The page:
Last summer, I published two books. They were small books, published at my own expense. It’s what the book industry quaintly calls ‘vanity publishing.’
One was a compendium of my cancer blog entries. The Cancer Chronicles. It gave the entire year, from diagnosis to the end of chemo treatments and the ensuing party…wherein friends brought me huge amounts of Jack Daniels’, Dr Pepper, and Oreos as way of saying, ‘We’re glad you’re not dead.’
I published that book because lots of people asked about it. Those entries, for whatever reason, struck a chord. Friends and family obviously, but also people struggling with cancer and what that might mean. I’d shopped the idea around to a number of small publishers and no one was interested. I shopped it to my former agent, too, and he was exquisitely unimpressed.
The second was a collection of my darkest crime stories, Remembrance and Regrets. Did I say dark? Very dark. Waaaay dark. Extremely dark. The first story is about child molestation and it doesn’t brighten up much from there. All of the stories except one had been published before, in magazines and anthologies, on the web. But taken together, I found no publishers interested.
Full disclosure: I didn’t work too hard finding publishers for that one. I knew it was too dark. Having been in the business for a long while, I generally know what is out of most publishers’ boundaries. It’s possible I could have found someone interested, but I wanted to try fiction as the second half of my self-publishing experiment, non-fiction being the first half.
So it was that I set out last summer to do a tour and shove those books down some people’s throats. Tried a new reading tactic, as well. Instead of doing bookstores, where I never sold more than a couple of books, got zero publicity from the store (either media or in-store), and, in fact, once didn’t even have books on hand at the store(!), I tried something different.
I got friends to host readings. It was a complete gas. My friends invited friends they knew were interested in books or authors, cancer, crime, whatever, and it was intimate and fun and extremely worth while financially. Sold more books in that one tour, with only four stops, than I’ve sold in every single bookstore appearance COMBINED.
So my plan this year was to do that again. I wanted to publish a collection of the best CopStories on this blog, and hit the road. Had at least half a route mapped out and five friends already wanting to host a shindig, with more showing interest.
It would have been great fun.
It ain’t happening.
Let me tell you why.
At my Sheriff’s Office, we work twelve hour shifts. They’re long and they’re hard. It’s tough being on duty for twelve straight hours, especially on busy days. Granted, this is a small county and busy days, for us, are very different than busy days for the Chicago cops. But twelve hour days are tough.
Given that we work such a schedule, our days off are glorious. Over the course of a year, we only work six months. Sounds like we’re swindling the taxpayer, but remember, we work twelve hour days and every other weekend, it’s three days in a row. Thirty-six weekend hours of fights, drunks, domestics, illegal hunters, underage drinking parties, etc., etc.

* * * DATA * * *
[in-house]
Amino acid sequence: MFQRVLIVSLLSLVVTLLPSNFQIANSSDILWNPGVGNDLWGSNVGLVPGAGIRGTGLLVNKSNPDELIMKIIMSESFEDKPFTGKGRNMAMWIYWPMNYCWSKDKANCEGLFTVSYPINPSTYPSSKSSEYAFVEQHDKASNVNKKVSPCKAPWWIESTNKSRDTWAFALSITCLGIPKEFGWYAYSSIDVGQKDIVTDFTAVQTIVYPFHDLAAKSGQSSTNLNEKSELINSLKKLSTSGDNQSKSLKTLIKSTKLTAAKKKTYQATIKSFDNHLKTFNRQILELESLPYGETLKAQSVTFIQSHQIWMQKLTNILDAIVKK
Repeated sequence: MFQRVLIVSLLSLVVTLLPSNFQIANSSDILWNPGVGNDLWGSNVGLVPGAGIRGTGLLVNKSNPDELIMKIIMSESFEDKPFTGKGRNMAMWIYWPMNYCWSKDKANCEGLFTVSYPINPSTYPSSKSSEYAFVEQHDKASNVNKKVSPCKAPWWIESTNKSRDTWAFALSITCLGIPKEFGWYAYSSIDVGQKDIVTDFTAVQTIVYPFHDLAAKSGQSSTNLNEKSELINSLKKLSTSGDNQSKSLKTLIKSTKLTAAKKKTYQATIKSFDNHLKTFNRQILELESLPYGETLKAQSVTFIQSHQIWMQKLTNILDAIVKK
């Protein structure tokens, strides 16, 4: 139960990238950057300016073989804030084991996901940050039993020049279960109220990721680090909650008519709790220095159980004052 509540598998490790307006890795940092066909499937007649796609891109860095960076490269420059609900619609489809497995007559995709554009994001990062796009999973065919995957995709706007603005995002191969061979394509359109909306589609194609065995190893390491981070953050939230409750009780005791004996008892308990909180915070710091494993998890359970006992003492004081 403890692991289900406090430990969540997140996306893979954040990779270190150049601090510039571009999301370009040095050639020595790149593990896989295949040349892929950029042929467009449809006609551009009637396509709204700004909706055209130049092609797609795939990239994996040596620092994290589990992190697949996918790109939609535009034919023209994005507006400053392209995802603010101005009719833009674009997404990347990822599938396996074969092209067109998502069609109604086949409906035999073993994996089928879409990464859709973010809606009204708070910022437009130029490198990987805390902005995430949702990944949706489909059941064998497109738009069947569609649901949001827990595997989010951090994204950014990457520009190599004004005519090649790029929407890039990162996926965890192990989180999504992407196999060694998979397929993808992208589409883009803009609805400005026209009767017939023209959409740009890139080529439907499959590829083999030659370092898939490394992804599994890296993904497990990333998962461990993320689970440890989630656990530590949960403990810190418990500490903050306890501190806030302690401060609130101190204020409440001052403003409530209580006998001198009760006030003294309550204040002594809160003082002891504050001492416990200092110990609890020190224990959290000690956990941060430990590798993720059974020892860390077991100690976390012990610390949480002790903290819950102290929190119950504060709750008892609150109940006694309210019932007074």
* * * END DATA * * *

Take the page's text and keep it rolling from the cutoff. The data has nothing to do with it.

But the great thing about how our schedule is laid out, taking fourteen days off actually only cost us four or five days of vacation time.
That was what I used last summer for the tour and what I was planning on using this summer for the tour.
But our schedule has just changed and now we’re working eight hour shifts. On a day-by-day basis, that rocks my world. Each day will be better because it’s shorter and I won’t be so exhausted at the end, I won’t be so cranky and tired and ready to climb into bed and hide.
The drawback is…obviously…how the schedule is laid out. Six days on, two off for four or five weeks, then a three day weekend.
Thus taking fourteen days off will cost me, generally, twelve vacation days.
I simply can’t afford to take two weeks to do a summer tour for a new book. And doing anything less than two weeks (preferably three) doesn’t make it worth my while gas and time wise because I can’t get schedule enough readings.
So where we had it slightly better than the average worker, we now have it slightly worse.
Not a big deal, really. I mean come on, my primary job is at the Sheriff’s Office. Writing is secondary and I’ve already done more writing and publishing than most people ever have a chance to do. So I’m far, far ahead of the game.
At the same time, it makes me a little sad. I’d made some great new friends on the road last year and was looking forward to seeing them again. The librarians in Oklahoma, the Stanton chick with the great laugh, my high-school chums who bought a lot more books while drunk after the reading than sober during the reading (hmmm…might have to remember that as a sales technique).
The CopStories book could still be published, obviously, but being unable to promote it means it would have a tougher go in terms of sales. It would come and go and that’s a sad, sad fate for a book. Maybe next year I can build up enough vacation time to get it done.
But not this year.
So for those of you who’ve been asking about such a collection, my apologies. You’ll have to wait just a weeeee bit longer. But take heart, there is another CopStory coming soon. Involves a big red bus.
And making my huevos hurt!